Holding onto Russia

But it will need more than incrementalism to break the stasis in India-Russia relations

It was Vladimir Putin's visit to India in 2000 that injected significant strategic content into the India-Russia relationship after a prolonged drift in the 1990s, following the collapse of the Soviet Union and the end of the Cold War. Putin has returned to the top job in Moscow this year after he ceded the presidency to Dmitry Medvedev four years ago. His rushed Christmas-eve trip to Delhi saw the signing of a number of agreements that covered additional arms sales and technological collaboration. Russia will sell 71 additional Mi-17 helicopters and kits for the assembly of 42 Su-30 fighter aircraft.

These deals, worth many billions of dollars, and additional plans to jointly produce helicopters in India, do not mask the difficult challenges confronting Delhi and Moscow, including in the defence sector. The endless delay in the transfer of the aircraft carrier and the huge escalation in the price, have underlined the problems of defence cooperation. The Russian telecom company, Sistema, has been left in no man's land after the Supreme Court cancelled the 2G licences. Moscow has been resentful of Delhi's inability to offer redress. India's nuclear liability legislation has complicated Russia's plans to proceed with the construction of two more reactors at Koodankulam in Tamil Nadu. Delhi has been wary of the talk in Moscow about expanding cooperation with Islamabad. Moscow, in turn, has looked askance at India's warming relations with Washington and America's expanding arms sales to India. Trade between the two countries has grown 30 per cent last year but it remains at the pitiful level of $10 billion, way below India's trade with other major powers and Asian neighbours.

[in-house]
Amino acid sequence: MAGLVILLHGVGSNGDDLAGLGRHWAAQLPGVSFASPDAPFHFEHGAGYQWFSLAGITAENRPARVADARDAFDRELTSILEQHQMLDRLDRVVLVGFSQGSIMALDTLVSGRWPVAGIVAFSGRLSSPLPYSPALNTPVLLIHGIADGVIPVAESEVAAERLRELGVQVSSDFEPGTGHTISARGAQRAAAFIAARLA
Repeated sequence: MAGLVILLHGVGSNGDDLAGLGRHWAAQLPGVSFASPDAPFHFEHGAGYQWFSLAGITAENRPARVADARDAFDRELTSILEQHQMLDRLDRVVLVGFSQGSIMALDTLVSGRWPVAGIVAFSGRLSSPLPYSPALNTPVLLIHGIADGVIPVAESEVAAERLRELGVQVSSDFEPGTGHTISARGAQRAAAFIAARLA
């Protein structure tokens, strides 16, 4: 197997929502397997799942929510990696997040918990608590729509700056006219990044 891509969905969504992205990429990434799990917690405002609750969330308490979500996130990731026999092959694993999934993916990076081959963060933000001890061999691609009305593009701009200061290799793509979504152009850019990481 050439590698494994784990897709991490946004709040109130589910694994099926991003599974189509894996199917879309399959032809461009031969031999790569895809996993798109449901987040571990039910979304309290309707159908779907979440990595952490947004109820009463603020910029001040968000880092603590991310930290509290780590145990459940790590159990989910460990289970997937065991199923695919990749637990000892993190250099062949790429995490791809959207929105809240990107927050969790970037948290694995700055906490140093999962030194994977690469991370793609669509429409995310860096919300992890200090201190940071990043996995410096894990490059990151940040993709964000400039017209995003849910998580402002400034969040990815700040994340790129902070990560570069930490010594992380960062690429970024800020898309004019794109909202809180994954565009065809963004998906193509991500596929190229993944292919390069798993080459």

Putin's brief sojourn in Delhi did not reveal any clues on how these problems would be resolved. Nor have the two sides come up with a bold plan to boost commercial relations, which must form the foundation for any sustainable partnership into the future. Any realistic assessment of the current uncertain international and regional environment would suggest that Delhi and Moscow must necessarily hold on to their time-tested relationship. But India and Russia cannot advance only on the basis of nostalgia or mere political commitment. Tinkering and incrementalism are not enough to move the relationship forward. Delhi and Moscow must do a lot better if they want to break out of the current stasis in Indo-Russian relations.

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